However, to ensure that the strategy is implemented effectively, the Commission should also regulate the legal wildlife trade, which impacts global biodiversity and animal welfare, and poses health risks to EU citizens. An EU-wide ‘Positive List’ for exotic pets, specifying which animal species are suitable and safe to be kept as pets, would offer a much-needed precautionary approach, given the continuous shifts in species and numbers of animals in trade, and would be coherent with the ‘Do No Harm’ principle promoted in the strategy. 

“The document is ambitious,” says Reineke Hameleers, CEO of Eurogroup for Animals. “However, we will be pushing for implementing actions to regulate the exotic pet trade to protect EU consumers, animal welfare and biodiversity. Going by the strategy’s acknowledgment of the ‘Do No Harm’ principle and the fact that any product on the market should comply with EU and international commitments, we hope they’ll be open to the idea. We also urgently need a full ban on the ivory trade, stricter regulation of the legal trade in wildlife, and a EU-wide Positive List.”

As for the Farm-to-Fork Strategy, happily the Commission makes it clear that animal welfare legislation will be revised and broadened, and the revision will have to provide higher welfare standards than existing ones. This is an opportunity for all existing animal welfare laws to be revised, particularly the Transport and Slaughter regulations, but also others such as the Broiler and Pig Directives. This also opens the opportunity   to deliver on the recent ECI “End The Cage Age”, calling for an end to the use of cages in livestock systems, and to include specific animal welfare provisions for species such as cattle. As the strategy makes the link  between legislative change for animal welfare and the aquaculture sector, this is the opportunity to introduce the first species-specific provisions for farmed fish, too.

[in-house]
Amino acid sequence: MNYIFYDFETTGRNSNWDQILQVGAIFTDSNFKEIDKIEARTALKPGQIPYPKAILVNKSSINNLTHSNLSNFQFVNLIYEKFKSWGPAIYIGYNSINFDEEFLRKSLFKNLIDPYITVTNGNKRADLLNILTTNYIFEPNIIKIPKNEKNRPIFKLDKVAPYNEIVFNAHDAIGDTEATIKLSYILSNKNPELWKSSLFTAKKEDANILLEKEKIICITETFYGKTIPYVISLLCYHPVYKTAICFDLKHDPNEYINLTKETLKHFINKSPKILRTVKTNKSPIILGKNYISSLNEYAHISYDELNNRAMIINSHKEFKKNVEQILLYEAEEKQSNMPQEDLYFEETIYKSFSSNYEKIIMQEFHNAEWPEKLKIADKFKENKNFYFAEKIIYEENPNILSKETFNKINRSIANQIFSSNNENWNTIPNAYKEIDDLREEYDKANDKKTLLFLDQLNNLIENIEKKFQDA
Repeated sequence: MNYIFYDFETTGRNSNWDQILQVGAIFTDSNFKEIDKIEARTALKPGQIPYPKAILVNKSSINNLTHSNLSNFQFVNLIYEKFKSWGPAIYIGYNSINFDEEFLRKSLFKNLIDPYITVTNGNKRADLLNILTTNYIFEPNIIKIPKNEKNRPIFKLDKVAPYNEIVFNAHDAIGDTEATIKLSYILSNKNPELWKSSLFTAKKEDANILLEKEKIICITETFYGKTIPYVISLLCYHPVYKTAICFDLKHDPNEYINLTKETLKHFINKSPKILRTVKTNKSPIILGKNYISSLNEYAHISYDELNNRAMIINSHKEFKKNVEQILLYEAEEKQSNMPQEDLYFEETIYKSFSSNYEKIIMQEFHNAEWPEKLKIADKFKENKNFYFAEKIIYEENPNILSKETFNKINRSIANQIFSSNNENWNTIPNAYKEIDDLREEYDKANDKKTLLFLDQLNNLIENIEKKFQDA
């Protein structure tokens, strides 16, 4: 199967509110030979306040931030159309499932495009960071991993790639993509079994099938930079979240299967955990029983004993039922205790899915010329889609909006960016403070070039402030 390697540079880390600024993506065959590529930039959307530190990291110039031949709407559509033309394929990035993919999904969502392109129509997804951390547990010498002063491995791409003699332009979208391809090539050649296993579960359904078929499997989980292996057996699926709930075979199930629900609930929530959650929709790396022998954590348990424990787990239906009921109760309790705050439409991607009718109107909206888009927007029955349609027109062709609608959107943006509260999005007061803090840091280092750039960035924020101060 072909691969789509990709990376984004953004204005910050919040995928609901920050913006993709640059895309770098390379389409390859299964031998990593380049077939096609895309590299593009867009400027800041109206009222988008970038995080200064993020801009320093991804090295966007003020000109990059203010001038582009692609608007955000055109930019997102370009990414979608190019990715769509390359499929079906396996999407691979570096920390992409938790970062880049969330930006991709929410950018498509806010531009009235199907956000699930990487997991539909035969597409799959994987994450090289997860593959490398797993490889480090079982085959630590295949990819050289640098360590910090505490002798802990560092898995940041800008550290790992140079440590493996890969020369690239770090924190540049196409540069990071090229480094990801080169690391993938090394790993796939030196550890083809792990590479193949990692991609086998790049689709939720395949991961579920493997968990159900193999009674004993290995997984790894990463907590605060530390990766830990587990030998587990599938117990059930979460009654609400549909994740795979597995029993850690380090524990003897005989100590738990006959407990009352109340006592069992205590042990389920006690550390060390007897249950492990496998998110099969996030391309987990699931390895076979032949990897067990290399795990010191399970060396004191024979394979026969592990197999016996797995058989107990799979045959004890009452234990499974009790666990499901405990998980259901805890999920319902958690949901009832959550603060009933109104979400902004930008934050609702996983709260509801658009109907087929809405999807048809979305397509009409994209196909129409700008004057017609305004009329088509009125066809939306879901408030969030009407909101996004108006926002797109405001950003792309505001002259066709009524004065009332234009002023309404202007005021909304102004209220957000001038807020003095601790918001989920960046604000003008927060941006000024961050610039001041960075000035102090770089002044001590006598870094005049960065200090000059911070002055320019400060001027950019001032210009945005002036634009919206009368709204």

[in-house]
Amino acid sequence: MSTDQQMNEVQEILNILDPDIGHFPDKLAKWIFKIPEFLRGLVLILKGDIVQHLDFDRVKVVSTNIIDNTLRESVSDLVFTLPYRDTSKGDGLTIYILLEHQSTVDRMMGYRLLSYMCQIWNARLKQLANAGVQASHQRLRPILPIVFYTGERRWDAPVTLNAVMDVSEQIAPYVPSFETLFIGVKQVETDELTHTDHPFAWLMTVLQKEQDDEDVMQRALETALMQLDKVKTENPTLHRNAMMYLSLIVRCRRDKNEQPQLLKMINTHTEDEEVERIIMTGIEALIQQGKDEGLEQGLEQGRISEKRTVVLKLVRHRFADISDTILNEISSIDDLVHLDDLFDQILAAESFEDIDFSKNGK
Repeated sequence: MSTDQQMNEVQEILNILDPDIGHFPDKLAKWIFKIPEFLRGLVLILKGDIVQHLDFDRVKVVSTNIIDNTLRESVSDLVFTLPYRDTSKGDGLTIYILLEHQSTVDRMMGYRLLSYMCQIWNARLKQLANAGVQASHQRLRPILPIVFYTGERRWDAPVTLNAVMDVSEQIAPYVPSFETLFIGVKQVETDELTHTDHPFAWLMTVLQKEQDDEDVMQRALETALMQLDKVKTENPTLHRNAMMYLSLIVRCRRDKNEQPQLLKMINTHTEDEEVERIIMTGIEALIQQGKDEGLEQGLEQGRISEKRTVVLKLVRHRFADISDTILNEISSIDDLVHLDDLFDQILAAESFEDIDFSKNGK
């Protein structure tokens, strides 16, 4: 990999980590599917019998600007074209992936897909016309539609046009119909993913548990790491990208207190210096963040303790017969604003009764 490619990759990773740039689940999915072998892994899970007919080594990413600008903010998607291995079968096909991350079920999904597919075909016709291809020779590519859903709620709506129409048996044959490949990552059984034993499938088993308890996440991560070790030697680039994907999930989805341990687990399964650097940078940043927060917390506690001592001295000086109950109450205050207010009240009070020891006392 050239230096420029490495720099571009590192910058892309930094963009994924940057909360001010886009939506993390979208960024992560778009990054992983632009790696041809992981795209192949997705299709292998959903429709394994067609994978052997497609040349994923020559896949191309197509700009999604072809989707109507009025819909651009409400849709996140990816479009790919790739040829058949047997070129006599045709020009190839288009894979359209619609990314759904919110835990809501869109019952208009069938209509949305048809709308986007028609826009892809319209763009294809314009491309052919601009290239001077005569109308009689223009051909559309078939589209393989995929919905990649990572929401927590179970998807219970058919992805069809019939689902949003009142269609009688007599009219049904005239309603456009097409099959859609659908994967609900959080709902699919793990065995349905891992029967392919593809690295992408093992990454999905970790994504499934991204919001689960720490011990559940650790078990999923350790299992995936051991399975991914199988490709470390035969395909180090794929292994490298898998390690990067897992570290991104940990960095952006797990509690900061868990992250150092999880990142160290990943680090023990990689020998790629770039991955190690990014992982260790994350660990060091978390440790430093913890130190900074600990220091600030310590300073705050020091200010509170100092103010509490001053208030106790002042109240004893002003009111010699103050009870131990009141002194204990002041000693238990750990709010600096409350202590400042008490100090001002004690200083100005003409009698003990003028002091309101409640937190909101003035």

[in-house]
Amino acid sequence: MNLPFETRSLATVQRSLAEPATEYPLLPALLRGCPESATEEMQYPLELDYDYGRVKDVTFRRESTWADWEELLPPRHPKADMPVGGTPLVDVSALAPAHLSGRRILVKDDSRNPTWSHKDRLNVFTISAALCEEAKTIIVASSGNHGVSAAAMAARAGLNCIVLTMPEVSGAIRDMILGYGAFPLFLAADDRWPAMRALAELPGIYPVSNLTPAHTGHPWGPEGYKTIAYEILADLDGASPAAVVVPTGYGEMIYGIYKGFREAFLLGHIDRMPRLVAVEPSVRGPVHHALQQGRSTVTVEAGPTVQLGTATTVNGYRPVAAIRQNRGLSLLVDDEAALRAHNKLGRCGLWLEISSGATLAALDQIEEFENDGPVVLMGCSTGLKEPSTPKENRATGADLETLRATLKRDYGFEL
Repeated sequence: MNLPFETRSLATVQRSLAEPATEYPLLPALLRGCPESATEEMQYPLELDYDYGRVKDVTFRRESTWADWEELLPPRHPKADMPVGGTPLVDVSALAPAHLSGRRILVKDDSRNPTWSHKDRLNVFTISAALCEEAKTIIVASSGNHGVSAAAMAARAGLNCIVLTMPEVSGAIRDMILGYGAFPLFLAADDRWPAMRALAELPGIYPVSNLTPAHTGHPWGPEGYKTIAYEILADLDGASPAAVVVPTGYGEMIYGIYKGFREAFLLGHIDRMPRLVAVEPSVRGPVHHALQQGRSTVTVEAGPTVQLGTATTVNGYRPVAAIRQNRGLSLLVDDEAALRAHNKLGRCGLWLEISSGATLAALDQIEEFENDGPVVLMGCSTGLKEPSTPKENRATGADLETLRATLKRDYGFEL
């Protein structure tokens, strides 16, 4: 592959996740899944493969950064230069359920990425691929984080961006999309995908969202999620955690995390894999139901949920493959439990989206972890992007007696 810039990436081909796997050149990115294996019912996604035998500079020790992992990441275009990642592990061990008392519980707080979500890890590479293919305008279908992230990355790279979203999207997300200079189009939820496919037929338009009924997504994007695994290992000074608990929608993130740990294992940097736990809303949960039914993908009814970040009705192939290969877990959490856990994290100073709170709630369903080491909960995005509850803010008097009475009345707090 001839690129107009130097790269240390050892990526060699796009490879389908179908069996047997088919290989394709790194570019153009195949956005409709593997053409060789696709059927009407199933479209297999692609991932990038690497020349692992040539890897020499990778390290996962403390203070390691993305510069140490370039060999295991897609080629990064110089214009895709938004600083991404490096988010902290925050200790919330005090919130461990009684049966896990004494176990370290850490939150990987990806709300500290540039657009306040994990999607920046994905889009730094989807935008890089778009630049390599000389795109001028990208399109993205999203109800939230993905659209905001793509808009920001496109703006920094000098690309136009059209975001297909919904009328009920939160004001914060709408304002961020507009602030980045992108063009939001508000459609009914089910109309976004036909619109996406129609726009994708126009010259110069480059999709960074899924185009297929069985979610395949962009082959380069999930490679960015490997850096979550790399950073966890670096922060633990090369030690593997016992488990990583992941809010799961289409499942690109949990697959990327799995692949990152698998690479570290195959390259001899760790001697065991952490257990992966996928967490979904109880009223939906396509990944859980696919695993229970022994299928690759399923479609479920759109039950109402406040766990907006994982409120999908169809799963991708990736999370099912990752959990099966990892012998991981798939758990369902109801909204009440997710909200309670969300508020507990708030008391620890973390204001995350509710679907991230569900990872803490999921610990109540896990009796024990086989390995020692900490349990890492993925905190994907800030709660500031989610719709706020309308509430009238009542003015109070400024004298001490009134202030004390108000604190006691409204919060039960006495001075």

However, in other respects the strategy is less ambitious. While the Commission accepts that moving to more plant-based diets and less meat consumption is good for health and the environment alike, earlier versions of the strategy proposed an end to promotional measures for meat. The finalised text now says only that the Commission will undertake a review of EU promotional support for agrifood products with a view to enhancing its “contribution to sustainable production and consumption”. We expect this review to lead to a transparent conclusion that meat should not be promoted, and we regret that the language has become so weak in the final version.